In memoriam to David Carradine Mise-en-scene Crypt reposts a classic review of a movie produced at a time when rental stores were still looking to fill their shelves with anything they could get their hands on. Warlords is a campy post-apocalyptic farce that casts David Carradine as a knock-off Rogue Trooper character wandering a Mad Max landscape populated by gas mask wearing mutants. This post-apocalypse parable comes complete with a spunky foul mouthed side-kick who thinks she's the lead of the piece played by Dawn Wildsmith, a mad as an hatter who's lost his bag of marbles Sid Haig in the role of Warlord, scream queen Michelle Bauer as the damsel in distress, and a bevy of scantily clad harem girls thrown in for good measure (and the audiences pleasure).
The plot of this shot in a desert back lot with minimal props and a handful of actors post-apocalypse sojourn is threadbare, confused, and barely there.
Carradine is Dow, a clone of a war hero sent into the desert by "the government" to retrieve a scientist. But wait there's a twist, it seems he's really looking for his wife, which makes absolutely no sense since he's supposed to be a clone of a dead guy, so that would mean he's really looking for his original's wife. But why would a clone care? Couldn't he just clone himself a new wife?
While we're asking dumb questions; what government sent him and why are there combat helicopters on the cover of the VHS? There's nary a helicopter in the entirety of this flick!
Speaking of mind-boggling lunacy what in the name of all that's holy is the deal with Wildsmith's character? It's obvious her role is patterned after the "tough girl waif" from movies such as Cherry 2000 (1987) and Spacehunter: Adventures in the Forbidden Zone (1983) but it seems like they shot this one so quick that she didn't have time to breathe and figure out who her character was. At least Melanie Griffith and Molly Ringwald managed to bring more to the clichéd role of annoying brat than radioactive bad attitude, but damn if she doesn't do the 'strutting annoying brat with delusions of grandeur' well!
Alas a danse macabre led by a band of rabid pixies would be easier to follow than Warlords contrived plot. Then again one does not watch post-apocalyptic movies because they're looking for scathing social commentary or intense drama, rather it's because the movies are ridiculous and good for a laugh and the better than average chance to see some naked flesh amidst mindless movie mayhem. This is the sort of video camp you will either enjoy for the piece of trash it is or loathe with a burning hatred approaching the scalding vengeance of a thousand exploding suns. It's just that sort of B-movie.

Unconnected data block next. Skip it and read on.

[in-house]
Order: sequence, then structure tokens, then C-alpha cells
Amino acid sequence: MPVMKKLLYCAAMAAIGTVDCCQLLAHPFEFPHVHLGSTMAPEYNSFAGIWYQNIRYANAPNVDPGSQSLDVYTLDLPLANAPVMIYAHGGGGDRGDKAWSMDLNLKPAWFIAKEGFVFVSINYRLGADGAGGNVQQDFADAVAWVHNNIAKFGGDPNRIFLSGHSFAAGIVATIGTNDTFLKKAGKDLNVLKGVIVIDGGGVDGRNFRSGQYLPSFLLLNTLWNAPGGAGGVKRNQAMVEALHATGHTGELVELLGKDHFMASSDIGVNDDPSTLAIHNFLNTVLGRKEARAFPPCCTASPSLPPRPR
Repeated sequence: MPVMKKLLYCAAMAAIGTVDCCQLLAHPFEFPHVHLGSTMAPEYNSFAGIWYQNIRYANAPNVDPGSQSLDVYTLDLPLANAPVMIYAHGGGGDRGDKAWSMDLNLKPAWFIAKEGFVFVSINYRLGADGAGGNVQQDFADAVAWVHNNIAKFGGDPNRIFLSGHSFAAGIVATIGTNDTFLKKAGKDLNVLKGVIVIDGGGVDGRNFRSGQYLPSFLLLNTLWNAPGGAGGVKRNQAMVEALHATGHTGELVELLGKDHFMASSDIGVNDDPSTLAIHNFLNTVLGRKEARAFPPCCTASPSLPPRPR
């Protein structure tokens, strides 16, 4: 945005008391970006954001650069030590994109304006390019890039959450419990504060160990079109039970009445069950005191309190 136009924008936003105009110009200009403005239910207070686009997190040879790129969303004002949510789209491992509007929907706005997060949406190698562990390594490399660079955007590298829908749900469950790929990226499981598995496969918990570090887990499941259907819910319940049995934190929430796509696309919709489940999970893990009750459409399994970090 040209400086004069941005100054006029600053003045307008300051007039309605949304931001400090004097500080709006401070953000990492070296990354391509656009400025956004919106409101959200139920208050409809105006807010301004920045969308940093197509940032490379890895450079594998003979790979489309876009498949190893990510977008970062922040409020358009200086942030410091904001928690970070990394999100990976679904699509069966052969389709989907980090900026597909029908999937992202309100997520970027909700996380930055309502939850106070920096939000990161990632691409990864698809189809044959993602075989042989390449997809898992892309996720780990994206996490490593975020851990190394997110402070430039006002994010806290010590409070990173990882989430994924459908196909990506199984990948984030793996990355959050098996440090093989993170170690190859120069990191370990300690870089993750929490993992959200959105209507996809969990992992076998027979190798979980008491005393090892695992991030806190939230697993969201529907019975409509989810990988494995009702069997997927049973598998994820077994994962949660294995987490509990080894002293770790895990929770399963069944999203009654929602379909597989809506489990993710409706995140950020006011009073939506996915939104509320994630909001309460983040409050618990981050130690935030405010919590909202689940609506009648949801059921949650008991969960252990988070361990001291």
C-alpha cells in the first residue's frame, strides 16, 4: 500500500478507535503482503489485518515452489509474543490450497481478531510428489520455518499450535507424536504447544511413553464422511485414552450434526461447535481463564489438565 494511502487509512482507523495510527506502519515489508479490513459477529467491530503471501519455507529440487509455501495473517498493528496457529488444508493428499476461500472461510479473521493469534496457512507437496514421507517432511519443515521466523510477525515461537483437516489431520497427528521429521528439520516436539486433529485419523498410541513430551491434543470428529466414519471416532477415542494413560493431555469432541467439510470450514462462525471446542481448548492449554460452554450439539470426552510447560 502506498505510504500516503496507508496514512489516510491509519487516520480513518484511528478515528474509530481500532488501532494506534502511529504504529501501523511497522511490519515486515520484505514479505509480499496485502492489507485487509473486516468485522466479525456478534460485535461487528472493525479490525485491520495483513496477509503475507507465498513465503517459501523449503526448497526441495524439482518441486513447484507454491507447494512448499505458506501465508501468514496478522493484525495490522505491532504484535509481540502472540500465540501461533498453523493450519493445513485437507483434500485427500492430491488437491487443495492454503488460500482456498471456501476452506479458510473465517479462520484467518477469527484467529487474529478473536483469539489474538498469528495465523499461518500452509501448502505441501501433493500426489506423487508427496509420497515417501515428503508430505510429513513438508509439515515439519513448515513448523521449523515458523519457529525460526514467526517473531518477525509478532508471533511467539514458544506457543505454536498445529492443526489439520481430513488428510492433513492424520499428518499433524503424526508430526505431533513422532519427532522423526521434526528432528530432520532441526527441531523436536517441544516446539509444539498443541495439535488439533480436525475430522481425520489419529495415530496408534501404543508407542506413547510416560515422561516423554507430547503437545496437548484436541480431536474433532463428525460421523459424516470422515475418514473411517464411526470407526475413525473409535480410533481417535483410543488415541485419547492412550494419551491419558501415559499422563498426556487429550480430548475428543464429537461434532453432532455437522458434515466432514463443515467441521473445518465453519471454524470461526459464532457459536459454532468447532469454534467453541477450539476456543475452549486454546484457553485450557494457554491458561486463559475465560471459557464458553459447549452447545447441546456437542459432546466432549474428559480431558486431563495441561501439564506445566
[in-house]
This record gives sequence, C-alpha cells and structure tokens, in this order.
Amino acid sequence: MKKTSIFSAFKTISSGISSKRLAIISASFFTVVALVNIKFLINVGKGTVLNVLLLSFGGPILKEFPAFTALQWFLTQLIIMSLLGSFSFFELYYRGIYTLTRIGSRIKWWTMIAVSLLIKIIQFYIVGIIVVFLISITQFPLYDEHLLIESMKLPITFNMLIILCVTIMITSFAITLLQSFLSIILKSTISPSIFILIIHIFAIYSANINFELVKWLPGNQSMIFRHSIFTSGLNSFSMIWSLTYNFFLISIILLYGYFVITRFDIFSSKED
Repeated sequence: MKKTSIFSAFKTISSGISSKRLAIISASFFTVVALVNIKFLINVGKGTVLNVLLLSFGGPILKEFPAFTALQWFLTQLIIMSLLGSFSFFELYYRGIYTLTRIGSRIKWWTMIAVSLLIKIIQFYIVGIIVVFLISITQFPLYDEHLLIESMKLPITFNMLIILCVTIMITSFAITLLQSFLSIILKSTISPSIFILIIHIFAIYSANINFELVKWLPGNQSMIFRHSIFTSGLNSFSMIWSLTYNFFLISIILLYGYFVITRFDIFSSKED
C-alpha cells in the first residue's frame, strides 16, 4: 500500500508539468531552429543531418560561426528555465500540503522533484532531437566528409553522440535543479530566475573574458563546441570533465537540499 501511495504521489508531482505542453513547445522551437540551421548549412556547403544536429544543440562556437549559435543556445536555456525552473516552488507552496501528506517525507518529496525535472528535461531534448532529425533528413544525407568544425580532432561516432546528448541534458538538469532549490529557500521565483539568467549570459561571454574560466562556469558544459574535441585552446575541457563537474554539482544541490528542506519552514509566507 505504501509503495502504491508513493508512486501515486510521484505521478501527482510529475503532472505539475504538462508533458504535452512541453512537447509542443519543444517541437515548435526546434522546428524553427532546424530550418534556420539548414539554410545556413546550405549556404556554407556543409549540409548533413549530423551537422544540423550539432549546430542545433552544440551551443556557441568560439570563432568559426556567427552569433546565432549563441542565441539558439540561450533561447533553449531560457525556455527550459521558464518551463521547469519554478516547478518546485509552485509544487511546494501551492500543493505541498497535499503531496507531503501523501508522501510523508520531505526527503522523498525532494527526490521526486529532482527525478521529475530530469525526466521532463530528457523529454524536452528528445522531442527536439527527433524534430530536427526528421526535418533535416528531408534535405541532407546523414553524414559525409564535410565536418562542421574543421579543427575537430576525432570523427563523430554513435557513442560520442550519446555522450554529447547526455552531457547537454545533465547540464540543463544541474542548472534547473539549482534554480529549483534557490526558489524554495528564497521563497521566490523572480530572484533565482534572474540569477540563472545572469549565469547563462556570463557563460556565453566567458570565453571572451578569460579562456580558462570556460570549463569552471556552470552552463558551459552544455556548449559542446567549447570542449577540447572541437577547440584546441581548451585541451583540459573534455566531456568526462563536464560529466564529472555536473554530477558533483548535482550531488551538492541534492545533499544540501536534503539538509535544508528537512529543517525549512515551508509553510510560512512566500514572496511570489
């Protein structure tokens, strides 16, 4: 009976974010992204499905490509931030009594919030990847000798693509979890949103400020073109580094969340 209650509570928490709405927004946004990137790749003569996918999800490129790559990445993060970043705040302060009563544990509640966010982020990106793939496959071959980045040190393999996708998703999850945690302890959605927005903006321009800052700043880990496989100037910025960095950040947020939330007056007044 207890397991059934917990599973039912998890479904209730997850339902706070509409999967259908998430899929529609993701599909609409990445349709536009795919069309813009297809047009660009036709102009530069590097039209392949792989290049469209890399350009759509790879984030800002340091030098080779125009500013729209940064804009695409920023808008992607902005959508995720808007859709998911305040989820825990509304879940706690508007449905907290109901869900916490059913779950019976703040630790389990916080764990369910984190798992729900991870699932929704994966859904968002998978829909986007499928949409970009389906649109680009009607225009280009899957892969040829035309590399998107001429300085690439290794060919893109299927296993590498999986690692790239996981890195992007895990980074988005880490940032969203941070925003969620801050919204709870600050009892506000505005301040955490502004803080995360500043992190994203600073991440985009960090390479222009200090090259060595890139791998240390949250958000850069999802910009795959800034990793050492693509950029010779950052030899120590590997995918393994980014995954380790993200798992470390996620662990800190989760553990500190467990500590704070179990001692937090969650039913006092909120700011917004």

Is Warlords the worst low budget post-apocalyptic movie ever made? No, but then again this sub-genre isn't exactly known for great cinema. Director Fred Olen Ray has managed to tap into the DTV market with a wide array of action oriented ultra low budget genre fare running the gamut from vampire flicks (Beverly Hills Vamp), science fiction (Starslammer), and bizarre horror comedies (Hollywood Chainsaw Hookers) filled with plenty of gratuitous explosions and other assorted eye candy. Warlords is no exception, though it's sadly a bit light on the sort of delicious eye candy on display in the screen caps above.
Image Entertainment released this on Laserdisc circa 1989 and apparently has recently released a DVD of Warlords (click to view the Amazon page) but the one review on Amazon indicates the release is sub-par. If true that's a real travesty as this is a groovy bit of 80s era post-apocalypse action adventure low budget amusement. Caveat Emptor.
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Copyright © C. Demetrius Morgan